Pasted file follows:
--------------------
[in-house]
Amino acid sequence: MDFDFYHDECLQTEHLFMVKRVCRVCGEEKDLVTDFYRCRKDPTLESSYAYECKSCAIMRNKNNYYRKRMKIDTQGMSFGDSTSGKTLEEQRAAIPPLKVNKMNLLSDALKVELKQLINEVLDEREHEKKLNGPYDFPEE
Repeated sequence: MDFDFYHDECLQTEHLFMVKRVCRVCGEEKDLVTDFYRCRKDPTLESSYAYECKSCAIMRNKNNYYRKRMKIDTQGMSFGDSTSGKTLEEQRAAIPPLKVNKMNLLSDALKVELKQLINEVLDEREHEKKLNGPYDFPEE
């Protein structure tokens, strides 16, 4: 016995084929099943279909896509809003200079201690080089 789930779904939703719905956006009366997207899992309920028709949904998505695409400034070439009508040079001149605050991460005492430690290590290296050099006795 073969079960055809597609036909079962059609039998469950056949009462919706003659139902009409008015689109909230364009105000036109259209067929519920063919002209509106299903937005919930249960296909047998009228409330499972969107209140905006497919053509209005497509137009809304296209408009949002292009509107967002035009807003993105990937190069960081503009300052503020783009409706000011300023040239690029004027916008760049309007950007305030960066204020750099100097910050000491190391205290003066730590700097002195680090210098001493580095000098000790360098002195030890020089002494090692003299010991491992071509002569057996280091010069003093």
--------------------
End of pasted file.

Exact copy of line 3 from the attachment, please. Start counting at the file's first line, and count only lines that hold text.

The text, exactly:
Repeated sequence: MDFDFYHDECLQTEHLFMVKRVCRVCGEEKDLVTDFYRCRKDPTLESSYAYECKSCAIMRNKNNYYRKRMKIDTQGMSFGDSTSGKTLEEQRAAIPPLKVNKMNLLSDALKVELKQLINEVLDEREHEKKLNGPYDFPEE